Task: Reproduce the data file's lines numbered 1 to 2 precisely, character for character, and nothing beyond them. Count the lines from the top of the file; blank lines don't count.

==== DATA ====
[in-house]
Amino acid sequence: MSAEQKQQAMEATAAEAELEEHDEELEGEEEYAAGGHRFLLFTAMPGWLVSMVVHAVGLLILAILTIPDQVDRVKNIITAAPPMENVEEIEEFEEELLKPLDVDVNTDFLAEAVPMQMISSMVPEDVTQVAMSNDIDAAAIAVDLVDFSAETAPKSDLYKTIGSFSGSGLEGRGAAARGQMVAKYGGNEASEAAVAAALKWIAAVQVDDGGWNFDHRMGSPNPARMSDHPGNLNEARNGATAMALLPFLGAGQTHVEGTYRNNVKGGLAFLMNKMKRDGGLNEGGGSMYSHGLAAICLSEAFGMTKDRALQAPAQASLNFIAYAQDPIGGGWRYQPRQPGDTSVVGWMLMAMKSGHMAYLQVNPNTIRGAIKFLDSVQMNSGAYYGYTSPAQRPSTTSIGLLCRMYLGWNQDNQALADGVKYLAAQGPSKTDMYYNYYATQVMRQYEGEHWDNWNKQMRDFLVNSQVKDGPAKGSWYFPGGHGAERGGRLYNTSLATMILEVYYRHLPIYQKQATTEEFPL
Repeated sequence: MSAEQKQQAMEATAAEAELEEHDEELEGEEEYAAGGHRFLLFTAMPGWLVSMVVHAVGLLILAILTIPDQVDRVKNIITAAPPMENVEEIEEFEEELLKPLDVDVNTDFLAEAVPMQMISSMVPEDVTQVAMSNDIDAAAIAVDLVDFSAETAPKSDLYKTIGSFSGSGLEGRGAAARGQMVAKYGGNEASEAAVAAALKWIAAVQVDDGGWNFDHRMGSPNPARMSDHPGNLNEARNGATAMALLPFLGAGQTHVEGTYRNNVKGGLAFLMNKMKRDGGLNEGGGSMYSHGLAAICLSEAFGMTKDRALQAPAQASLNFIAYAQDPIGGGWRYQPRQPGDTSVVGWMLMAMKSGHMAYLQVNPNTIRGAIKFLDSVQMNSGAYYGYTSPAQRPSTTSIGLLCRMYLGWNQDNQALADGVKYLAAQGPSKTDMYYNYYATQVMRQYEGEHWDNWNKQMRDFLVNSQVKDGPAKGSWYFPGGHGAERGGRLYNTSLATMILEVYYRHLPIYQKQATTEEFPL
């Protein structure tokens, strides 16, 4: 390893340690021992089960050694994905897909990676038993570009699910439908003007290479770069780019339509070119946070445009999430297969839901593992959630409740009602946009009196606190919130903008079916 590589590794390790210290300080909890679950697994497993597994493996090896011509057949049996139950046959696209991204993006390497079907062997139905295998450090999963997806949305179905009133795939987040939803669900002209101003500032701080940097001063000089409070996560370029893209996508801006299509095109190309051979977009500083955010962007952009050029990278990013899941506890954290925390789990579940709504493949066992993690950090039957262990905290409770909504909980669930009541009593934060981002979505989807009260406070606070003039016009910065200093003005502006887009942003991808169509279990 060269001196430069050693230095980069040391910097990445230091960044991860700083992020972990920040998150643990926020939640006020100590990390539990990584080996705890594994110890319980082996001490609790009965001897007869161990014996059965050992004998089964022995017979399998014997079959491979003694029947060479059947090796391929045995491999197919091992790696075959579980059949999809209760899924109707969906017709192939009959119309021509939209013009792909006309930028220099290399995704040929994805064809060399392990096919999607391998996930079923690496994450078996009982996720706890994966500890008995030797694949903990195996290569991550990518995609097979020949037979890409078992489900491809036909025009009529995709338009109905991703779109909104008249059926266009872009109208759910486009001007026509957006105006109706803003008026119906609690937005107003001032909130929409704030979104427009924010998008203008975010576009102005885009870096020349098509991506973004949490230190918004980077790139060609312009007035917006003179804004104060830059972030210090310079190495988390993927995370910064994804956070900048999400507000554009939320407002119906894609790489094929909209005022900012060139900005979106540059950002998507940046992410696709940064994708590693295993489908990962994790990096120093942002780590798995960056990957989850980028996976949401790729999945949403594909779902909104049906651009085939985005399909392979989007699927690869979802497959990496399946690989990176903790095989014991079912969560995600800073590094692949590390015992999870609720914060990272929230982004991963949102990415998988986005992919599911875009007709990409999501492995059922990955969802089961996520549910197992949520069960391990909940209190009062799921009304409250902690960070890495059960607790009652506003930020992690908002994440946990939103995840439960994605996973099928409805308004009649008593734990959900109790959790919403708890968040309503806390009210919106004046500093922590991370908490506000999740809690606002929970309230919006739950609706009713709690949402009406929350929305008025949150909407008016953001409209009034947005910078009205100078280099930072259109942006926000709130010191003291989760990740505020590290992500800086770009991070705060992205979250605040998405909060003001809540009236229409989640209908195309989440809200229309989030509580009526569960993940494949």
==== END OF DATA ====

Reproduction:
[in-house]
Amino acid sequence: MSAEQKQQAMEATAAEAELEEHDEELEGEEEYAAGGHRFLLFTAMPGWLVSMVVHAVGLLILAILTIPDQVDRVKNIITAAPPMENVEEIEEFEEELLKPLDVDVNTDFLAEAVPMQMISSMVPEDVTQVAMSNDIDAAAIAVDLVDFSAETAPKSDLYKTIGSFSGSGLEGRGAAARGQMVAKYGGNEASEAAVAAALKWIAAVQVDDGGWNFDHRMGSPNPARMSDHPGNLNEARNGATAMALLPFLGAGQTHVEGTYRNNVKGGLAFLMNKMKRDGGLNEGGGSMYSHGLAAICLSEAFGMTKDRALQAPAQASLNFIAYAQDPIGGGWRYQPRQPGDTSVVGWMLMAMKSGHMAYLQVNPNTIRGAIKFLDSVQMNSGAYYGYTSPAQRPSTTSIGLLCRMYLGWNQDNQALADGVKYLAAQGPSKTDMYYNYYATQVMRQYEGEHWDNWNKQMRDFLVNSQVKDGPAKGSWYFPGGHGAERGGRLYNTSLATMILEVYYRHLPIYQKQATTEEFPL